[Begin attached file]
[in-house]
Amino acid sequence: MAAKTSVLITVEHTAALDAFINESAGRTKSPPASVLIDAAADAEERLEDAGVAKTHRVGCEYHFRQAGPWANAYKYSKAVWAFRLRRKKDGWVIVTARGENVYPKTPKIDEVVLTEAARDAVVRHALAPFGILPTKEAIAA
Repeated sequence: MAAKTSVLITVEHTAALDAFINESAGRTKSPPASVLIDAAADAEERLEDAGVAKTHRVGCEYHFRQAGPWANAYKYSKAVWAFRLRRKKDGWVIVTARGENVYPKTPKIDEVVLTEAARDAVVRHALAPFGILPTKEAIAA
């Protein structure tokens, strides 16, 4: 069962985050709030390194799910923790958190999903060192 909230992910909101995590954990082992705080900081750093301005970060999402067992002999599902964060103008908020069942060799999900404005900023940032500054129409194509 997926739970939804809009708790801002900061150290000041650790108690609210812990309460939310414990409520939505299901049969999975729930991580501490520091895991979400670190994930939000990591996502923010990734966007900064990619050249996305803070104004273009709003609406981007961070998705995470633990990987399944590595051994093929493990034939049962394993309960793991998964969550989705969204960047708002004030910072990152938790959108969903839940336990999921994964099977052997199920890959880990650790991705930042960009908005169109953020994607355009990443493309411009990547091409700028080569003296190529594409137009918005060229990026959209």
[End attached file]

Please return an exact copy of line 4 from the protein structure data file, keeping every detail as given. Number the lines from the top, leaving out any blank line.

């Protein structure tokens, strides 16, 4: 069962985050709030390194799910923790958190999903060192 909230992910909101995590954990082992705080900081750093301005970060999402067992002999599902964060103008908020069942060799999900404005900023940032500054129409194509 997926739970939804809009708790801002900061150290000041650790108690609210812990309460939310414990409520939505299901049969999975729930991580501490520091895991979400670190994930939000990591996502923010990734966007900064990619050249996305803070104004273009709003609406981007961070998705995470633990990987399944590595051994093929493990034939049962394993309960793991998964969550989705969204960047708002004030910072990152938790959108969903839940336990999921994964099977052997199920890959880990650790991705930042960009908005169109953020994607355009990443493309411009990547091409700028080569003296190529594409137009918005060229990026959209």